Please use this identifier to cite or link to this item: http://hdl.handle.net/2440/65627
Type: Thesis
Title: The effects of tyrosine kinase inhibition on bone remodelling.
Author: Vandyke, Kate
Issue Date: 2010
School/Discipline: School of Medicine
Abstract: Imatinib is a rationally-designed tyrosine kinase inhibitor that is a highly-successful treatment for chronic myeloid leukaemia (CML) and gastrointestinal stromal tumours. In a retrospective study, it was previously shown that imatinib therapy is associated with an increase in trabecular bone volume. In this current study, a prospective analysis of bone indices in imatinib-treated CML patients was carried out to determine the mechanism responsible for this altered bone remodelling. Imatinib therapy resulted in an increase in trabecular bone volume and trabecular thickness in iliac crest trephines, relative to prior to treatment. This was associated with a significant decrease in osteoclast numbers, assessed histologically, and in serum levels of a marker of osteoclast activity. Osteoblast numbers were not altered by up to 12 months of treatment. These data suggest that imatinib dysregulates bone remodelling by inhibiting osteoclast activity. It was next examined whether a second-generation tyrosine kinase inhibitor, dasatinib, which is successfully used to treat CML in imatinib-resistant patients, could similarly alter bone remodelling. Dasatinib treatment significantly increased trabecular bone volume and trabecular thickness in a rat model of normal bone remodelling. This was primarily attributable to inhibition of osteoclast activity, at least in part through inhibition of Fms. These studies show for the first time that dasatinib treatment is associated with a decrease in osteoclast formation and activity in vitro and in vivo, suggesting that decreased bone resorption is a likely side-effect of dasatinib therapy. Additionally, these studies highlight the possibility that both imatinib and dasatinib may represent potential treatments for diseases characterised by aberrant bone loss. While imatinib is well-tolerated in children, emerging data suggest that long-term therapy may result in decelerated growth in juvenile CML patients. To date, there are no reports suggesting a mechanism for altered growth in imatinib-treated paediatric patients. In a normal mature rat model, we found that daily treatment with imatinib or dasatinib significantly decreased growth plate thickness at the proximal tibia, with a complete fusion of the growth plate by 12 weeks of treatment in imatinib-treated animals. Furthermore, chondrocyte proliferation and activity were significantly decreased by imatinib and dasatinib treatment in vitro, through a mechanism that may involve inhibition of PDGFRβ. The dramatic effect of imatinib and dasatinib on growth plate morphology in rats suggests that growth plate closure should be investigated as a potential mechanism for inhibited growth in pre-pubescent patients receiving imatinib.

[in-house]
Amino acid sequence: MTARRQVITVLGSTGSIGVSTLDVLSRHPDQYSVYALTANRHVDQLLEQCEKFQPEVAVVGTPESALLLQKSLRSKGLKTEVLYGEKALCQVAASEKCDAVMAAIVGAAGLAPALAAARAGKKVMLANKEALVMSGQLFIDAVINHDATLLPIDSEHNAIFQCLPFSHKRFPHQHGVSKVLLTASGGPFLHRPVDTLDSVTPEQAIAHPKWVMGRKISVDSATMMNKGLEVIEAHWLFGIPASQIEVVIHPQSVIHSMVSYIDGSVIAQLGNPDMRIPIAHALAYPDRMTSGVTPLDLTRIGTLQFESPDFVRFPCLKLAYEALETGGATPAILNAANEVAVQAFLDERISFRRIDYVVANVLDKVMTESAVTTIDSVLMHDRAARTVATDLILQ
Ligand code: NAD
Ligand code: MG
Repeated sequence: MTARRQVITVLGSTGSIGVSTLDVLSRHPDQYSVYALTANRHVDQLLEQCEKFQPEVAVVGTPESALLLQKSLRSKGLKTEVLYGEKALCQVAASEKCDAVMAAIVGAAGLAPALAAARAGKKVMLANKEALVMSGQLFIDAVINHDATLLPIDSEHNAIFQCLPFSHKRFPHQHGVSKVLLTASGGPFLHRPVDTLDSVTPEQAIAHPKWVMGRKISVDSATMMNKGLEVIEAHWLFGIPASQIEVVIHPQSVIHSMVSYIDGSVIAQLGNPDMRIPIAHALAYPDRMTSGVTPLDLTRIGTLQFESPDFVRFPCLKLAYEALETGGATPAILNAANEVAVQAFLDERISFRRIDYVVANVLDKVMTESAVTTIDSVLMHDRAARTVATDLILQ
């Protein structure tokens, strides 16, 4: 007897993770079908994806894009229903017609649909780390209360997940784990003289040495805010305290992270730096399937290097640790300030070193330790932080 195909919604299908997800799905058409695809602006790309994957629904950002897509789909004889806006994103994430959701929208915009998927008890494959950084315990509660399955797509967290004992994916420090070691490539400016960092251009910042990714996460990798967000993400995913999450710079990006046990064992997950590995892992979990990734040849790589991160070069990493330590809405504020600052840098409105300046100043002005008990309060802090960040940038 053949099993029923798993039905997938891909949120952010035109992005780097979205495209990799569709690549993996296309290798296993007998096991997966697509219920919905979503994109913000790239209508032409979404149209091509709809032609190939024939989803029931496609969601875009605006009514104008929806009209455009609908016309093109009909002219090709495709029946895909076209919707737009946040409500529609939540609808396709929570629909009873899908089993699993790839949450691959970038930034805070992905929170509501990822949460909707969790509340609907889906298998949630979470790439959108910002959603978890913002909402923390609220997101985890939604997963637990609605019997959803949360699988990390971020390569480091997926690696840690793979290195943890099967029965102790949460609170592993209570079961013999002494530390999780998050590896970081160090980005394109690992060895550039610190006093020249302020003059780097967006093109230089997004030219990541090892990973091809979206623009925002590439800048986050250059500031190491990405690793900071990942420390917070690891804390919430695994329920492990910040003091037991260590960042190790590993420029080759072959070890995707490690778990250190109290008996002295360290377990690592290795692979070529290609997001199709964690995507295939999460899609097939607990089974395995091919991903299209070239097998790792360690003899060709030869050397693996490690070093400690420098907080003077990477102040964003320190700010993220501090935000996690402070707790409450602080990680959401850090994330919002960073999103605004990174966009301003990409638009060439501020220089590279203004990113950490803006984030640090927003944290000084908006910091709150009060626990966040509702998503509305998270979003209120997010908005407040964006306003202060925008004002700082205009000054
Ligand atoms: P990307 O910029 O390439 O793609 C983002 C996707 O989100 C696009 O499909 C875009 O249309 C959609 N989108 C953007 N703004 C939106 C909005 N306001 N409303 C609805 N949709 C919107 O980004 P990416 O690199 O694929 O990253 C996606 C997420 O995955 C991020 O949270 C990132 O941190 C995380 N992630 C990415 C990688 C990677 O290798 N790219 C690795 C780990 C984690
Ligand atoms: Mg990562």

Advisor: Zannettino, Andrew Christopher William
Fitter, Stephen
Dewar, Andrea L.
Dissertation Note: Thesis (Ph.D.) -- University of Adelaide, School of Medicine, 2010
Keywords: bone remodelling; osteoclasts; osteoblasts; chondrocytes; imatinib; dasatinib
Appears in Collections:Research Theses

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